members of the private sector and zoos.

(MYCAT, 2007 p. 2)

This project aimed to support four areas identified in 2006 by MYCAT as immediate

priorities which is to reduce local consumption and trafficking of tigers and tiger prey

through targeted campaigns, draw roadmaps to secure the future of the Malayan Tiger, build

local support and cultivating conservation-minded Malaysians through awareness

programmes in zoo and maintain the increased of conservation partnerships platform.

(MYCAT, 2007)

TRAFFIC Southeast Asia is an international wildlife trade monitoring network

established in 1976. Its mission is to ensure that trade in wild plants and animals is not athreat

to the conservation of nature. Its effort include taking part in undercover investigations

coordinated with local law enforcement. Another NGO that actively involved in Malayan

tigers conservation is Wildlife Conservation Society (WCS). It was a global society began in

United States an involved in 500 conservation projects across 60 countries. In peninsula

Malaysia, WCS works with DWNP in Taman Negara and other state authorities to curb

poaching by two major activities. The first is catalysing and supporting effective on-the-

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ground ranger patrolling either by foot in the backcountry or by using vehicles. Mobile spot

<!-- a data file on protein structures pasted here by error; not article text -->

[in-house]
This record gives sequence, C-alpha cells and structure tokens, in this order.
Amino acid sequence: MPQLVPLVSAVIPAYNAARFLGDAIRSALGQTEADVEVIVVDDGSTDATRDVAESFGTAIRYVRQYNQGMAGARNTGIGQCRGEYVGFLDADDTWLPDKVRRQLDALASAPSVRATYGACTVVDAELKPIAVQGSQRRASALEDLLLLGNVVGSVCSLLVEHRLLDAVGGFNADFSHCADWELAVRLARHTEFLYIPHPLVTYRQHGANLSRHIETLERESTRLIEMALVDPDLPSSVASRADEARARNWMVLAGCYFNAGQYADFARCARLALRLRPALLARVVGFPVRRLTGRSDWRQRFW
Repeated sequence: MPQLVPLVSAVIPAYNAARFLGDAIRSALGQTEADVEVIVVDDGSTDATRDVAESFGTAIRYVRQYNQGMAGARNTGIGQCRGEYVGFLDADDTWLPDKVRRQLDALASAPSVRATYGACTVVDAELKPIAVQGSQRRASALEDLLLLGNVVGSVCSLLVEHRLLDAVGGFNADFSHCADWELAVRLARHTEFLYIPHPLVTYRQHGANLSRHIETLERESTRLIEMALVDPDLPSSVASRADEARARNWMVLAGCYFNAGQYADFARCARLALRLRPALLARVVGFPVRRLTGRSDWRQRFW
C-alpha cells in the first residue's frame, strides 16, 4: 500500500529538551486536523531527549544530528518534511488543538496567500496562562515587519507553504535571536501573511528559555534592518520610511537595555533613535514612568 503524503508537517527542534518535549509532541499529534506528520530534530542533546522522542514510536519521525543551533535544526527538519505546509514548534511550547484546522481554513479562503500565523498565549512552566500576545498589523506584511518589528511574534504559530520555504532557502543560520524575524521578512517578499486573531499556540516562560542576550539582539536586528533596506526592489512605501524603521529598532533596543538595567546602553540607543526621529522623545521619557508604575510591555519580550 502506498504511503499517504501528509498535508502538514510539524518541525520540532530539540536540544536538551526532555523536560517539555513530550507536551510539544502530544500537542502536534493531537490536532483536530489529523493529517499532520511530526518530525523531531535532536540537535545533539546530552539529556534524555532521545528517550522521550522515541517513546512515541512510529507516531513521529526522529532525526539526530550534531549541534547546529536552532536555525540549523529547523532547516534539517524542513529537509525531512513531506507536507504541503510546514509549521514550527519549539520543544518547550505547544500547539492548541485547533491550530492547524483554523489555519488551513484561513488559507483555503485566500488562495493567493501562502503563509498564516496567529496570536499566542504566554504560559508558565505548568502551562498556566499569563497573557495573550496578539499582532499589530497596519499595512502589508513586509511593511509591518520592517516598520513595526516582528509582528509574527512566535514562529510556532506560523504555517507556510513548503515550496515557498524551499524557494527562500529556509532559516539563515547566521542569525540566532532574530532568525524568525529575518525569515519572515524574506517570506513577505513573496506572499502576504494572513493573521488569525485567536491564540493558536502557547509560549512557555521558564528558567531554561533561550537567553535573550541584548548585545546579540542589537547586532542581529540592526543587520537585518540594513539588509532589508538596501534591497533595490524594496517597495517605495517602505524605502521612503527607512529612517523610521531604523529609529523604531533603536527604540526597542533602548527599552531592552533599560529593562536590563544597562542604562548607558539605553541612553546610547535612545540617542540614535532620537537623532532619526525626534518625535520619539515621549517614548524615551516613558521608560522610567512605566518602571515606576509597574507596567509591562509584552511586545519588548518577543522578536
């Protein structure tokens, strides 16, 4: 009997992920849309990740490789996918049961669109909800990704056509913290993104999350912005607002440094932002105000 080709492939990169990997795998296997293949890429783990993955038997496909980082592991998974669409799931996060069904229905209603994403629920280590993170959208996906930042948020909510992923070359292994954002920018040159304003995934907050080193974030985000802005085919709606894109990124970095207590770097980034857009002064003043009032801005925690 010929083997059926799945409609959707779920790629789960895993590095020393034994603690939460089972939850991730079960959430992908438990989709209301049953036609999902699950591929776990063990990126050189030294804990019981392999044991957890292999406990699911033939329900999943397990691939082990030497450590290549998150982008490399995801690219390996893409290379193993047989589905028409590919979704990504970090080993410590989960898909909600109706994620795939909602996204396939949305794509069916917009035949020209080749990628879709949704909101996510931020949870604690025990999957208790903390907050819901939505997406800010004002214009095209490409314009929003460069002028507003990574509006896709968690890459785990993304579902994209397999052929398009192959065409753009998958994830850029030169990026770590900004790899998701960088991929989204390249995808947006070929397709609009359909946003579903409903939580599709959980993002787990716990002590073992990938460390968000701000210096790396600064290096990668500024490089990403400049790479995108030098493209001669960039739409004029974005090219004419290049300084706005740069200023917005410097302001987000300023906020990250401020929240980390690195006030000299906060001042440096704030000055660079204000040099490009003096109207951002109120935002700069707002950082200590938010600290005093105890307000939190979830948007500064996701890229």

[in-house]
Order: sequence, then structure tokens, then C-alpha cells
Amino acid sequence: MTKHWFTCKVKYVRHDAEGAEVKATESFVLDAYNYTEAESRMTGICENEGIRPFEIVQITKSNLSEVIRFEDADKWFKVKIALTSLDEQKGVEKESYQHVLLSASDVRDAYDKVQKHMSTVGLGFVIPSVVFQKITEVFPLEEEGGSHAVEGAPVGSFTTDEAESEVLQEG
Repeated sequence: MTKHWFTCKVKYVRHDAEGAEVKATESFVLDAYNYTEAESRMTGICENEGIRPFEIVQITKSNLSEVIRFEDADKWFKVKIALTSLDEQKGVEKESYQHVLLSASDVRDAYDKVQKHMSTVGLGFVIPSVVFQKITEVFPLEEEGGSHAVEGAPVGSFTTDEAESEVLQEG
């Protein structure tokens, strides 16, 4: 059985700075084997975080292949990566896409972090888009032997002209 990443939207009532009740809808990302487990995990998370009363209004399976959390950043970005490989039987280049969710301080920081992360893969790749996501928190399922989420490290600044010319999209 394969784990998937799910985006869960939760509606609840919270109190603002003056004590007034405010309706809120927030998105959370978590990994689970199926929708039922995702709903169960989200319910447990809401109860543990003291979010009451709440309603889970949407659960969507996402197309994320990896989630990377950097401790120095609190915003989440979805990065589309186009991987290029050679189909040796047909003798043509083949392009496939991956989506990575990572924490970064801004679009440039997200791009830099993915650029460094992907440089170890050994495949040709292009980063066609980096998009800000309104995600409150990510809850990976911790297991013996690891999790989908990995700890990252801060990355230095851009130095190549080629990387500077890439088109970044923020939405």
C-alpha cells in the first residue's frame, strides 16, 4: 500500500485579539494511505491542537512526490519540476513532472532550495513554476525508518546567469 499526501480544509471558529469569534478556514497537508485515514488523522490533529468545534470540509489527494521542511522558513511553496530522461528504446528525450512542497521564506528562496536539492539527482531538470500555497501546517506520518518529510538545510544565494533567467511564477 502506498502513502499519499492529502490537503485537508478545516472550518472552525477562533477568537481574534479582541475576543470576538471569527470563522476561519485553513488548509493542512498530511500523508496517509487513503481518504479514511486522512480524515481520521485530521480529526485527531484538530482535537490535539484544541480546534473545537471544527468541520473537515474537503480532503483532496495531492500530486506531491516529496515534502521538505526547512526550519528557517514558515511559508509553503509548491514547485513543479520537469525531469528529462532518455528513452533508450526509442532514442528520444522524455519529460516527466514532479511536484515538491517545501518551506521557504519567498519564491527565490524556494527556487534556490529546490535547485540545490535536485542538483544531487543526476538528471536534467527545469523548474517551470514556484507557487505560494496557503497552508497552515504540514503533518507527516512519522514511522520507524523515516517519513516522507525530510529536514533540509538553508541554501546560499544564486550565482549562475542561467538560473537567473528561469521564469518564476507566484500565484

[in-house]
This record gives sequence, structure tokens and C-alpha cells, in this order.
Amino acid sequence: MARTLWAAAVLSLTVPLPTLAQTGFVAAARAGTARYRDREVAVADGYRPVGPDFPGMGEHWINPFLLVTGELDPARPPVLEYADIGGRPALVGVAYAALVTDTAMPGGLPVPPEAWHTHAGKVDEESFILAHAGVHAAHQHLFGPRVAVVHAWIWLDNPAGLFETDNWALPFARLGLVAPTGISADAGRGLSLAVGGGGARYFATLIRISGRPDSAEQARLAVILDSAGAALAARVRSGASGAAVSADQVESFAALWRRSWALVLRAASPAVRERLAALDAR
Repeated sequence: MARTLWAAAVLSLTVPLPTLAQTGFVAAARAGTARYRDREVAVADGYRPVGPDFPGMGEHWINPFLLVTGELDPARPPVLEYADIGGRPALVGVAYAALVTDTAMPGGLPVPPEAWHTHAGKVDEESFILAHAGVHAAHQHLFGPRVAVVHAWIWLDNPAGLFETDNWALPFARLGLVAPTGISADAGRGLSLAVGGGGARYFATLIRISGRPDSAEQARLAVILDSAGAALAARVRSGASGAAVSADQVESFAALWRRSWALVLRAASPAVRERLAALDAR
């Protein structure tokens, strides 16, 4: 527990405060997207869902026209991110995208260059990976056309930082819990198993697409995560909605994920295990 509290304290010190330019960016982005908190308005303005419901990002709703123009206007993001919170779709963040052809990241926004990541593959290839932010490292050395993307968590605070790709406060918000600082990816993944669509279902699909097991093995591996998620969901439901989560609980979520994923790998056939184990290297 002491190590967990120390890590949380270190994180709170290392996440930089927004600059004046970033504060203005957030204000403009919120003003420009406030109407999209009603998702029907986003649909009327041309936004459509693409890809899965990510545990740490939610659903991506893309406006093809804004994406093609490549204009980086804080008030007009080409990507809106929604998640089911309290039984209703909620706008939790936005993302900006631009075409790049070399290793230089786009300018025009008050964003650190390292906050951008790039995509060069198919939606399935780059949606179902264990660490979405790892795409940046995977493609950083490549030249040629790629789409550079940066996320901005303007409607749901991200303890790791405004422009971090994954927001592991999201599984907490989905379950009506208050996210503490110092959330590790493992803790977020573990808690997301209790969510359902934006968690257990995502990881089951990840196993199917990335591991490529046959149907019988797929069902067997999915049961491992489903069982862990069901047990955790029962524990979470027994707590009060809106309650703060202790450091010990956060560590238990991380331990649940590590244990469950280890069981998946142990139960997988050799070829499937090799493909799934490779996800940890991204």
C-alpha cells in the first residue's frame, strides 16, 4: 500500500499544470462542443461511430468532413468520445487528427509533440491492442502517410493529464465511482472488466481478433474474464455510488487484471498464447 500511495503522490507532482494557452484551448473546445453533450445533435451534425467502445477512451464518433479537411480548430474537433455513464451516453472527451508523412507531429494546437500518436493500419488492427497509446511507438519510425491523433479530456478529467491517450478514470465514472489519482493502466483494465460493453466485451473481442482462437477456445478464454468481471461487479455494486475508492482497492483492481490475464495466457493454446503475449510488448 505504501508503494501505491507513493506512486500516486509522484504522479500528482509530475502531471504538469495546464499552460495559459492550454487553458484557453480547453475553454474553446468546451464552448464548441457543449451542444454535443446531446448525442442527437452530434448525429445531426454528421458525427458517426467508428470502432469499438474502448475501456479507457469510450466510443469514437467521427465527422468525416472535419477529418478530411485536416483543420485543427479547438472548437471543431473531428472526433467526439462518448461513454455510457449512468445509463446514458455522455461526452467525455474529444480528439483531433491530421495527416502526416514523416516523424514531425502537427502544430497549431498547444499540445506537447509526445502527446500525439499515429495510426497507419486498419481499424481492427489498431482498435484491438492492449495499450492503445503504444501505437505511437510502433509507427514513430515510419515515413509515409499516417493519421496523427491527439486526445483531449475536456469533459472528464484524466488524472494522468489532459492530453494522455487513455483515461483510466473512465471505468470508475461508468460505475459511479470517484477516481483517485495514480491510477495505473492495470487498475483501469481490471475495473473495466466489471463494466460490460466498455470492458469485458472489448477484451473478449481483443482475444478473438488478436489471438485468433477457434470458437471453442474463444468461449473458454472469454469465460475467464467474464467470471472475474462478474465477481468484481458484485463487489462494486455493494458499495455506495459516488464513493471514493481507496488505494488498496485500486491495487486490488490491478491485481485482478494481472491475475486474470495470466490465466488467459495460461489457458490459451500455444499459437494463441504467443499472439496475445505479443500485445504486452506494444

checks are conducted with the engagement of government to enhance anti-poaching activities

(DWNP, 2008).

World Wide Fund for Nature (WWF) is another important NGO that contributed to

conservation of wildlife including Malayan tigers. Its mission to stop the degradation of

planets nature environment and to build a future which human live in harmony with nature.

WWF-Malaysia which started in 1972, covering a diver has conducted over 75 projects on

environmental protection and conservation nationwide. Tigers Alive! project which began

in 1998 was aimed to reduce human-tiger conflict in education and move forward to monitor

tigers and their prey.

Dr Kae Kawashi is the Programme Manager and Chief Wildlife Biologist for MYCAT

is a prominent name in tiger conservation in Malaysia. She has conducted a lot of research in

the deep jungles of Malaysia and has helped bring about important steps towards saving the

tiger. She claimed habitat loss and poaching are not the only threats to Malayan tiger

population. Another greatest challenges is to change peoples attitude, perception and

behaviour towards a more ethical and sustainable future. In her current project, she worked

together with other scientist to have a complete detailed survey of wildlife in Sungai Yu the

last connectivity between Main Range and Taman Negara. Kawashi conducted camera

trapping studies and got three images of two different tigers in May 2010. Based on her

studies Kawashi predicted that a population of 68 adult tigers in Taman Negara and the

number would enhance greatly if the population could be connected in other surrounding

forest by safe dispersal corridors.

Future efforts to constructively engage government agencies must be focused to